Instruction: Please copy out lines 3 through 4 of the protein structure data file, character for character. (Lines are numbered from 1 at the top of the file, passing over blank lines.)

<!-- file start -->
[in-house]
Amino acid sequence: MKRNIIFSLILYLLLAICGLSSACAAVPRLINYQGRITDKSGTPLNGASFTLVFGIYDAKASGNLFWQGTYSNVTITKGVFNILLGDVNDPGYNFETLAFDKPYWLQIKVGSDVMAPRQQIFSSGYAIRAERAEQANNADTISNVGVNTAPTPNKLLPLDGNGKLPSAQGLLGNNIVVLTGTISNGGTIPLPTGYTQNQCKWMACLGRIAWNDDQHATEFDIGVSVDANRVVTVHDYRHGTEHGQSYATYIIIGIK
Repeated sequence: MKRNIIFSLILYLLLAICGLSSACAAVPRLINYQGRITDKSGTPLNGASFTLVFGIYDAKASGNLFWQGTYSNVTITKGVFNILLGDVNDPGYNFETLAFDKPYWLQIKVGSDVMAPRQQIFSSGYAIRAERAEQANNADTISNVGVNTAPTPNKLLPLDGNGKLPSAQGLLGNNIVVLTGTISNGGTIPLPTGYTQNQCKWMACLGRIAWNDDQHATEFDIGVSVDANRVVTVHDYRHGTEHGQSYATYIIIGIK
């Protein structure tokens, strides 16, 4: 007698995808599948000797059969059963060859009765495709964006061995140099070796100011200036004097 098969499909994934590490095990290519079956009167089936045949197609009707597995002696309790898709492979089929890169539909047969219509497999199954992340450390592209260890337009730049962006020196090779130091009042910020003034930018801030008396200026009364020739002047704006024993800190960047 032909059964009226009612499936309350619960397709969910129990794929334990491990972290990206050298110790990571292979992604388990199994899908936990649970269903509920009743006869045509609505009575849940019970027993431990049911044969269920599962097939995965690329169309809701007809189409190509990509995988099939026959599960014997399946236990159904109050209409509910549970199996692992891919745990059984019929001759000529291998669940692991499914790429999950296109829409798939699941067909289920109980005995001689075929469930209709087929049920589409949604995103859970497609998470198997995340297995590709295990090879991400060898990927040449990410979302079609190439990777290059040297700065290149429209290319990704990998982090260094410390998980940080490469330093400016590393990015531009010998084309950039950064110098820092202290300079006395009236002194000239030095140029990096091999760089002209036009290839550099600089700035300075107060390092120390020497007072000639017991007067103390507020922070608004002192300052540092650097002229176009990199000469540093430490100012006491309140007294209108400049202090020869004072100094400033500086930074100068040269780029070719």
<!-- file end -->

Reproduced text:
Repeated sequence: MKRNIIFSLILYLLLAICGLSSACAAVPRLINYQGRITDKSGTPLNGASFTLVFGIYDAKASGNLFWQGTYSNVTITKGVFNILLGDVNDPGYNFETLAFDKPYWLQIKVGSDVMAPRQQIFSSGYAIRAERAEQANNADTISNVGVNTAPTPNKLLPLDGNGKLPSAQGLLGNNIVVLTGTISNGGTIPLPTGYTQNQCKWMACLGRIAWNDDQHATEFDIGVSVDANRVVTVHDYRHGTEHGQSYATYIIIGIK
């Protein structure tokens, strides 16, 4: 007698995808599948000797059969059963060859009765495709964006061995140099070796100011200036004097 098969499909994934590490095990290519079956009167089936045949197609009707597995002696309790898709492979089929890169539909047969219509497999199954992340450390592209260890337009730049962006020196090779130091009042910020003034930018801030008396200026009364020739002047704006024993800190960047 032909059964009226009612499936309350619960397709969910129990794929334990491990972290990206050298110790990571292979992604388990199994899908936990649970269903509920009743006869045509609505009575849940019970027993431990049911044969269920599962097939995965690329169309809701007809189409190509990509995988099939026959599960014997399946236990159904109050209409509910549970199996692992891919745990059984019929001759000529291998669940692991499914790429999950296109829409798939699941067909289920109980005995001689075929469930209709087929049920589409949604995103859970497609998470198997995340297995590709295990090879991400060898990927040449990410979302079609190439990777290059040297700065290149429209290319990704990998982090260094410390998980940080490469330093400016590393990015531009010998084309950039950064110098820092202290300079006395009236002194000239030095140029990096091999760089002209036009290839550099600089700035300075107060390092120390020497007072000639017991007067103390507020922070608004002192300052540092650097002229176009990199000469540093430490100012006491309140007294209108400049202090020869004072100094400033500086930074100068040269780029070719």